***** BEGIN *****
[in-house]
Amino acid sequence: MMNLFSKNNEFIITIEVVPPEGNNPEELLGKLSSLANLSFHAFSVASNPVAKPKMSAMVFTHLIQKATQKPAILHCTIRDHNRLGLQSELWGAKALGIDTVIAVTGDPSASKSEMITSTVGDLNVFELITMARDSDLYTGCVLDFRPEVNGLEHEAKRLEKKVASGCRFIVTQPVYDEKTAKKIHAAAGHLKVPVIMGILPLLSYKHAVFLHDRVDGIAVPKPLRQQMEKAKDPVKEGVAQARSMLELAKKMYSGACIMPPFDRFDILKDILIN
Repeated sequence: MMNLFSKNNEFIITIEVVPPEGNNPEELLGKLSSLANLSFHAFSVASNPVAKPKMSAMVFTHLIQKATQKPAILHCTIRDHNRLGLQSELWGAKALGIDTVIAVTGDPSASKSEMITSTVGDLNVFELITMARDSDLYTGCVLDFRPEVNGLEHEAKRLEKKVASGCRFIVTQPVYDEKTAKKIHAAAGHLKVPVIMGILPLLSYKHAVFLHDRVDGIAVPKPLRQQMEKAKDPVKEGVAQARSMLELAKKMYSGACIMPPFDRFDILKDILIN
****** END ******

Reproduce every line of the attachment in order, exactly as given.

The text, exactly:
[in-house]
Amino acid sequence: MMNLFSKNNEFIITIEVVPPEGNNPEELLGKLSSLANLSFHAFSVASNPVAKPKMSAMVFTHLIQKATQKPAILHCTIRDHNRLGLQSELWGAKALGIDTVIAVTGDPSASKSEMITSTVGDLNVFELITMARDSDLYTGCVLDFRPEVNGLEHEAKRLEKKVASGCRFIVTQPVYDEKTAKKIHAAAGHLKVPVIMGILPLLSYKHAVFLHDRVDGIAVPKPLRQQMEKAKDPVKEGVAQARSMLELAKKMYSGACIMPPFDRFDILKDILIN
Repeated sequence: MMNLFSKNNEFIITIEVVPPEGNNPEELLGKLSSLANLSFHAFSVASNPVAKPKMSAMVFTHLIQKATQKPAILHCTIRDHNRLGLQSELWGAKALGIDTVIAVTGDPSASKSEMITSTVGDLNVFELITMARDSDLYTGCVLDFRPEVNGLEHEAKRLEKKVASGCRFIVTQPVYDEKTAKKIHAAAGHLKVPVIMGILPLLSYKHAVFLHDRVDGIAVPKPLRQQMEKAKDPVKEGVAQARSMLELAKKMYSGACIMPPFDRFDILKDILIN